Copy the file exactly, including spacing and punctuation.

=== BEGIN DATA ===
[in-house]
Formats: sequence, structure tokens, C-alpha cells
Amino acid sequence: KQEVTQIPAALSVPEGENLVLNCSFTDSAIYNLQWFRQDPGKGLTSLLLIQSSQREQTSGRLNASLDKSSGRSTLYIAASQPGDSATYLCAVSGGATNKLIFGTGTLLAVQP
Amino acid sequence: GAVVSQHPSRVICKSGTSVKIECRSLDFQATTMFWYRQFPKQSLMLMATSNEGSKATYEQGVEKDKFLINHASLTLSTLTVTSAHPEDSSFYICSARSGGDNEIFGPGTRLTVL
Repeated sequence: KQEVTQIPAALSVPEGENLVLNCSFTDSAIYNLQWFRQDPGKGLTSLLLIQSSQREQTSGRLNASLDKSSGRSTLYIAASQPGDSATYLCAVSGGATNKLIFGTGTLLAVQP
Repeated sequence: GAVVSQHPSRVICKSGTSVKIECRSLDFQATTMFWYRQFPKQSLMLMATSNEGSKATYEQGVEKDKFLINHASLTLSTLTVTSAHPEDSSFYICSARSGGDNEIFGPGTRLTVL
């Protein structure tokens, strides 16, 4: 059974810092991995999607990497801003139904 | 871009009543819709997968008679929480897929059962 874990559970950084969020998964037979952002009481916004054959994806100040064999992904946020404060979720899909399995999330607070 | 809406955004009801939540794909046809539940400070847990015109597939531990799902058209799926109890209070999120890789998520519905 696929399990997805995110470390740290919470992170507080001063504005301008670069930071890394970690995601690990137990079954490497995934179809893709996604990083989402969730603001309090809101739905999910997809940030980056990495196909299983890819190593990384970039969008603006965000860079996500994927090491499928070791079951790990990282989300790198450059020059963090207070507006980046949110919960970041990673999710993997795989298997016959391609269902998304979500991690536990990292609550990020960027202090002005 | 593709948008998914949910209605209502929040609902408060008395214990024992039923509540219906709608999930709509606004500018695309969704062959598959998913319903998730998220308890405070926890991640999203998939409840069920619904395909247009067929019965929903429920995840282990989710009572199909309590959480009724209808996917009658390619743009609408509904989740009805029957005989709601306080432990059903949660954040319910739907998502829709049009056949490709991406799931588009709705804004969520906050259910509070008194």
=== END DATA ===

[in-house]
Formats: sequence, structure tokens, C-alpha cells
Amino acid sequence: KQEVTQIPAALSVPEGENLVLNCSFTDSAIYNLQWFRQDPGKGLTSLLLIQSSQREQTSGRLNASLDKSSGRSTLYIAASQPGDSATYLCAVSGGATNKLIFGTGTLLAVQP
Amino acid sequence: GAVVSQHPSRVICKSGTSVKIECRSLDFQATTMFWYRQFPKQSLMLMATSNEGSKATYEQGVEKDKFLINHASLTLSTLTVTSAHPEDSSFYICSARSGGDNEIFGPGTRLTVL
Repeated sequence: KQEVTQIPAALSVPEGENLVLNCSFTDSAIYNLQWFRQDPGKGLTSLLLIQSSQREQTSGRLNASLDKSSGRSTLYIAASQPGDSATYLCAVSGGATNKLIFGTGTLLAVQP
Repeated sequence: GAVVSQHPSRVICKSGTSVKIECRSLDFQATTMFWYRQFPKQSLMLMATSNEGSKATYEQGVEKDKFLINHASLTLSTLTVTSAHPEDSSFYICSARSGGDNEIFGPGTRLTVL
């Protein structure tokens, strides 16, 4: 059974810092991995999607990497801003139904 | 871009009543819709997968008679929480897929059962 874990559970950084969020998964037979952002009481916004054959994806100040064999992904946020404060979720899909399995999330607070 | 809406955004009801939540794909046809539940400070847990015109597939531990799902058209799926109890209070999120890789998520519905 696929399990997805995110470390740290919470992170507080001063504005301008670069930071890394970690995601690990137990079954490497995934179809893709996604990083989402969730603001309090809101739905999910997809940030980056990495196909299983890819190593990384970039969008603006965000860079996500994927090491499928070791079951790990990282989300790198450059020059963090207070507006980046949110919960970041990673999710993997795989298997016959391609269902998304979500991690536990990292609550990020960027202090002005 | 593709948008998914949910209605209502929040609902408060008395214990024992039923509540219906709608999930709509606004500018695309969704062959598959998913319903998730998220308890405070926890991640999203998939409840069920619904395909247009067929019965929903429920995840282990989710009572199909309590959480009724209808996917009658390619743009609408509904989740009805029957005989709601306080432990059903949660954040319910739907998502829709049009056949490709991406799931588009709705804004969520906050259910509070008194």